Nicola here, with another of my summer historic house travelogues. I finished my latest manuscript a week ago and in traditional fashion celebrated by cleaning the house and doing some ironing. As regular readers of the Wench blog will know, this is the time we all catch up on the thousand and one things that get neglected whilst we are in our writing caves desperately trying to get to The End. Much as a city break in Europe or even a trip to the seaside might sound nice, it’s usually the mundane things that claim our attention, partly because we don’t have energy left for much else but also because we urgently need some clean clothes. However, when my husband tempted me with a visit to one of my favourite historical sites, I felt a lot more enthused for that than for ironing! So it was that on a baking hot day we set off very early in the morning for Northamptonshire and the intriguing Lyveden New Bield.
Lyveden, like so many country houses, occupies an isolated position. It’s set the middle of the glorious Northamptonshire countryside and as you approach, you see what looks like a ruin standing alone in a field. It’s an extraordinary sight. The house was the dream of Sir Thomas Tresham, a Tudor knight who was a staunch Catholic. He was a wealthy landowner who moved in the highest social circles in the county but although he was ruthlessly efficient in managing his estates to produce profit, he was also very extravagant and pursued a lavish lifestyle. It was, however, the heavy fines levied on him for following the Catholic faith that were eventually to lead to his financial downfall.
Lyveden New Bield was envisaged as a garden lodge, with the “Old Bield”, the old manor house, the main family residence on the
estate. Built in the shape of a Greek cross, it was both perfectly symmetrical and perfectly proportioned with three floors, although a fourth had probably been planned. Even as a ruin it is a substantial building. It was started in 1594 but when Sir Thomas died in 1605, work on the building stopped, never to re-commence. By then the family was deeply in debt and they sold the estate in 1668.
It’s astonishing that over the subsequent three hundred years the house was never completed, nor was the stone taken away to use for other buildings, nor were the gardens levelled to create farmland. A project to demolish it in the later 17th century came to nothing, as did one to complete it in the 18th century. And so it remains an extraordinary ruin. One episode in its history was particularly curious; In May 1743, 98 soldiers from the Black Watch regiment barricaded themselves into the moated garden, having rebelled against officers because they feared they were being sent to the West Indies. After a siege of several days , and the death from hunger of one of the soldiers, they surrendered and were marched back to London. Three of the ringleaders were hanged. It’s said that on stormy nights you can hear the pipes and drums of the Highland regiment. Here is Lucy listening out for them!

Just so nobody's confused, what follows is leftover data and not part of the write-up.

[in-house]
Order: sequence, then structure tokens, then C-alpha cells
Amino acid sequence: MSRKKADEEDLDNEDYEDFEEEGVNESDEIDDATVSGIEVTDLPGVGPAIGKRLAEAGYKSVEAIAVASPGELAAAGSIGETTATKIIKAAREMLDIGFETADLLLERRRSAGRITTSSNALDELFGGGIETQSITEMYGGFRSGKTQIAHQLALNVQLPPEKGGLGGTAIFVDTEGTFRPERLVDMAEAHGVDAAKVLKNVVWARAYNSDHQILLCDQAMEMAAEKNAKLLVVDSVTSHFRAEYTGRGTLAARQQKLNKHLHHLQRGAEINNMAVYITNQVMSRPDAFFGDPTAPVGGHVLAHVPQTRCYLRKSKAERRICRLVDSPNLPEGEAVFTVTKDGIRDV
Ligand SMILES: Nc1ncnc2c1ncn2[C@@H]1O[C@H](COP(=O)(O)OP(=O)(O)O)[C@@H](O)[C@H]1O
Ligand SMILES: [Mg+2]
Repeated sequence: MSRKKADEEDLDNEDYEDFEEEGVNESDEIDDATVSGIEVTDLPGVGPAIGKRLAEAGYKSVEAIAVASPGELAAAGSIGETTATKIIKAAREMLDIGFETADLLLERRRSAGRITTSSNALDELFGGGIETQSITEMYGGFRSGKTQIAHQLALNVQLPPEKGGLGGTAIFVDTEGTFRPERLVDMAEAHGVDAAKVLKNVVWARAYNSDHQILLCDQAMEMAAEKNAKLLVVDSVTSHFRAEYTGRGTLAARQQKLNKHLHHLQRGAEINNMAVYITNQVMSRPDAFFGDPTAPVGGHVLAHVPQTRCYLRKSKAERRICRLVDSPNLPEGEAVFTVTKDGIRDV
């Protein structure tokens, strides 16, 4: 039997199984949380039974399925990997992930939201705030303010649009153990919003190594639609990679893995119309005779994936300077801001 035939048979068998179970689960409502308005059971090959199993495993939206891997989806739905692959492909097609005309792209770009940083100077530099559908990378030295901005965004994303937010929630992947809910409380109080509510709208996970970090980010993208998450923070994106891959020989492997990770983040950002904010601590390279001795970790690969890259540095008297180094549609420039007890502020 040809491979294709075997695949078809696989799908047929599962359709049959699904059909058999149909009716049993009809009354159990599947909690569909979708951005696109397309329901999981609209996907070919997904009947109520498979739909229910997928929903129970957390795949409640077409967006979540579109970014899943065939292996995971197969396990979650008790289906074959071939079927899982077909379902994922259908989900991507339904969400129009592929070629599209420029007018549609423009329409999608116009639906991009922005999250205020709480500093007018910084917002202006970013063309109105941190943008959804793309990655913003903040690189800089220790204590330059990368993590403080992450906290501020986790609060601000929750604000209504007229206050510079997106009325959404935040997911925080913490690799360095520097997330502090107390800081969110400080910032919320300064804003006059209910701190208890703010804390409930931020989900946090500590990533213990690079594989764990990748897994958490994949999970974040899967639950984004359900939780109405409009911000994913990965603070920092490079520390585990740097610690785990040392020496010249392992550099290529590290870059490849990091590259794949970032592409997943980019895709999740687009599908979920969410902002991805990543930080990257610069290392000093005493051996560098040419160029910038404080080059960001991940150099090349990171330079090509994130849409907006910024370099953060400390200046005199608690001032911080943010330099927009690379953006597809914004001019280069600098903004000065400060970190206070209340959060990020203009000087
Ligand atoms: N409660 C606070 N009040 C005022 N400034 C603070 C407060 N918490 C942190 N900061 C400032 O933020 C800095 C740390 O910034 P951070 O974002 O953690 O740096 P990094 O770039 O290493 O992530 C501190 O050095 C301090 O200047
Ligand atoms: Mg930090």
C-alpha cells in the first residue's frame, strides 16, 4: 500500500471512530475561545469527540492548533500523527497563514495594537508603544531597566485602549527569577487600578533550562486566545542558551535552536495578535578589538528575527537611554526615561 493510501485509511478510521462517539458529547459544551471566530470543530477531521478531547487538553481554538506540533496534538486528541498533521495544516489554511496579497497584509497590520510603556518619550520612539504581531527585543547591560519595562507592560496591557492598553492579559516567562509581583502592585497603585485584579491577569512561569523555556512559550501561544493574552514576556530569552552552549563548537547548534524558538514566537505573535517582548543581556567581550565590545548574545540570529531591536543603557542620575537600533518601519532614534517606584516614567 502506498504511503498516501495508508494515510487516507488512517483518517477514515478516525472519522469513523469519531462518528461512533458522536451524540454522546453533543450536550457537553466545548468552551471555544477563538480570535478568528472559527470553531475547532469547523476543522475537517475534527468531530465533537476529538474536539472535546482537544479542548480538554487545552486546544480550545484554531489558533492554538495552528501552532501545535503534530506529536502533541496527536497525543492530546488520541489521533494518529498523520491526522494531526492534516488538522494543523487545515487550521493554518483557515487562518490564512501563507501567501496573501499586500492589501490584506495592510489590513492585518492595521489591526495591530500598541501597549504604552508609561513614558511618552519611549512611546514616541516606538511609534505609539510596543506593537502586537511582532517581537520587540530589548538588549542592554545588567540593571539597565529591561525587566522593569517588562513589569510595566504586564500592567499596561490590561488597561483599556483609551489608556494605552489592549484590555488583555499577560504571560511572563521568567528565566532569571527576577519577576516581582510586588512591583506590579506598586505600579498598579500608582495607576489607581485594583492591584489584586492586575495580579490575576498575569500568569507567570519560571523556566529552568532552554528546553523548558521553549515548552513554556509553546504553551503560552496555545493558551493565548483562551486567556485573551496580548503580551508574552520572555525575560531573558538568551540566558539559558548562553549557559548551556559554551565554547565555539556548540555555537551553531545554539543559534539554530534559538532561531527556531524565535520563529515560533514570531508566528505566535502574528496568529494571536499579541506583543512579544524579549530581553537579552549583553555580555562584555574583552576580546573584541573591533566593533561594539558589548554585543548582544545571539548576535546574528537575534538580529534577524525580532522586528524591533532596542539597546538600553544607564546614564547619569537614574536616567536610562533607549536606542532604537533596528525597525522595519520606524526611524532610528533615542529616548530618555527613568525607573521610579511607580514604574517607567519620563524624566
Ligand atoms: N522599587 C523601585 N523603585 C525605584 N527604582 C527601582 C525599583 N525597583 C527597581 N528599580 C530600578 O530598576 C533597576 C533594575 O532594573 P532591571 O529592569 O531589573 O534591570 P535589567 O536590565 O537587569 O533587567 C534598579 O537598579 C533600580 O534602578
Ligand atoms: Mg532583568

The Elizabethan pleasure gardens were probably my favourite part of the whole site, although the house is fascinating. The orchards and meadows were gorgeous on a hot summer day but the really unusual part was the moated garden. This has a labyrinth at the centre and is surrounded by canals. There are raised mounds for viewing the labyrinth and a raised terrace to give you a view of the orchard and meadows. It’s the outdoor equivalent of an Elizabethan long gallery! I strolled along the raised terrace (in the photo) watching the dragonflies darting over the moat and then got totally lost in the labyrinth. But my favourite bit was wandering beneath the trees, crossing footbridges and climbing the spiral mounts. These were a popular feature of 16th century gardening, giving a raised view of the landscape and the gardens, and they have spiral paths cut into the side like a cockleshell.
Lyveden also has a rather splendid cafe – with particularly friendly and helpful staff – in an 18th century cottage and the garden provided a lovely cool spot for us to rest with the dogs, have a light lunch and drink lots of water!
From the spiral mounts by the moat you get a wonderful view of the house, which I then went over to take a look at. The way into the ruin is via the servants’ entrance, which was originally a tunnel so that guests walking in the gardens didn’t have the view spoiled by the servants coming and going!
It’s odd being inside a ruin. There are no floors or roof between you and the sky but you can see where the different floors were meant to begin and end because the doorways and the fireplaces and windows are all in place. the most intriguing part of Lyveden for me, however, were the carved friezes between the different storeys. One consists of religious symbols and the other of Latin inscriptions. Not all of the symbolism at Lyveden has been deciphered but it is thought to be a statement of Sir Thomas’ religious beliefs. It would be the most perfect inspiration for a historical mystery!
Do you have a grand plan, like Sir Thomas Tresham? (Mine is to open a book and tea shop in my village). Would you build a special house or design a garden or travel or change your job? We all need a dream, great or small!